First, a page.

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APUS Faculty Researcher Charlie Venuto Highlights Work of Influential Environmentalists

Charlie Venuto is a part-time professor of Ecological science at the Science, Technology, Engineering and Mathematics (STEM) School at APUS. In addition, Charlie is the Director of Environmental, Health and Safety Programs in Delaware North Companies in the Kennedy Space Center Visitors’ Center in Kennedy Space Center, Florida.

In a recent interview, Charlie provided insights on his environmental work. He also shared the story of his APUS study grants and the way he used them to highlight the work of Allan and Helen Cruickshank, influential figures in the environmental movement.

What inspired you to go into the field of environmental science?

I was raised in Niagara Falls, New York. As soon as I was growing up during the late 1970s, I heard about the Love Canal contamination crisis, which was not far away from me. Hundreds of families moved from the area. That event inspired me to find out about environmental science.

In addition, I developed a love of the outside as my grandfather loved the Appalachians. We’d frequently go on searching and trekking excursions. He also loved to plant trees for future generations to enjoy.

How can you get your job operating in the Kennedy Space Center?

Charlie Venturo and Bill Nye, The Science Guy, at a recent launch.

I had been taking a graduate course in school. My teacher worked at the Kennedy Space Center and told me that there was a work there. I started in 1981 and I’ve been here ever since. The Visitors’ Center is a part museum and part playground, and I love to see launches when they occur.

Tell us about your research project involving the Cruickshanks and also their impact on the environmental movement.

Allan Cruickshank was a National Audubon Society photographer, scientist, lecturer and writer who published a few books and field guides together with his wife, Helen. They moved to Florida in 1952.

He taught around the USA and Canada about wildlife and birds. Allan sought to teach people and build a foundation for them to protect the environment and enjoy conservation. Allan transformed nature and bird watching out of a fringe interest to a favorite national pastime.

Allan would tell people,”I am here to teach, not preach.” The work from Allan and Helen would finally serve part of the basis for the modern-day ecological movement.

In 2011, I began a research project celebrating the semicentennial of the Merritt Island National Wildlife Refuge in this area. The Kennedy Space Center is actually located in the middle of the refuge. This is a unique juxtaposition of nature and technology. I also received a grant in APUS to research the way Allan’s work and the Kennedy administration’s dedication to conservation affected the introduction of the Merritt Island National Wildlife Refuge.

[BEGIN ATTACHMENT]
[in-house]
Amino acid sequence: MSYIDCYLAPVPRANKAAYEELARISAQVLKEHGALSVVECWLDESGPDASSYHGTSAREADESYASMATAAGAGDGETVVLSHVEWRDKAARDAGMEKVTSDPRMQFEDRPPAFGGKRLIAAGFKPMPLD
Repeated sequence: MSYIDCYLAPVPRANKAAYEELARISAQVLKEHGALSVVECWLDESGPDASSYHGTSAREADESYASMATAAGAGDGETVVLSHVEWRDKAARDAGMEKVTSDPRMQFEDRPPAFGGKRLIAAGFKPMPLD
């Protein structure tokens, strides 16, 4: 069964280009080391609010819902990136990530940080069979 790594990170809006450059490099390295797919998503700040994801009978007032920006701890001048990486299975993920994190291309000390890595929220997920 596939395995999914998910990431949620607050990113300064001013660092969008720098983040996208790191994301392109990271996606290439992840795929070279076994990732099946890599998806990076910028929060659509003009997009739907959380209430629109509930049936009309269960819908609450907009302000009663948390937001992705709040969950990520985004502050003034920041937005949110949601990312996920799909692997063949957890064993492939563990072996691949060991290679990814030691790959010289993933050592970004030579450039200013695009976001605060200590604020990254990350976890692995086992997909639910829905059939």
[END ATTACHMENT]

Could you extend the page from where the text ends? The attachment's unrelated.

During 2015, I obtained the following APUS grant. It enabled me to see the Roger Tory Peterson Institute in Jamestown, New York, in Addition to the University of Florida National History Museum archives. I found correspondence involving Roger Peterson along with the Cruickshanks, as well as personal diaries kept by Allan and Helen. There was also a movie documenting the very first National Audubon Society Christmas Bird Count in Merritt Island, which had been an exciting find.

NASA utilizes about 7,000 acres for space operations and the other 130,000 acres serve as a buffer in the case of an unplanned rocket event. Allan worked with NASA and the U.S. Fish and Wildlife Service to preserve the unused land. That property became the Merritt Island National Wildlife Refuge.

What’s been your biggest professional challenge?

My biggest professional challenge has been to develop the right type of policies and procedures to guarantee compliance with environmental regulations. A cultural shift is needed — people need to change their behaviour and reduce their carbon footprint.

We are always seeking improvements. For example, we recently bought a digester for food waste to reduce the need for that waste to go to a landfill.

What advice do you give to someone looking to get into environmental science for a career?

I’d advise anyone who seeks a career in environmental science to get the proper level. Classes such as chemistry and physics may not be fun, but they’re significant in this field.

There are various career options in ecological science. You can look for a desk job or a field occupation. You also need to love to be outdoors and appreciate nature.

What branches of ecological science do you feel have the best chances?

Currently, compliance offers the most career opportunities. Sustainability is important to many large organizations and there are also global jobs available.

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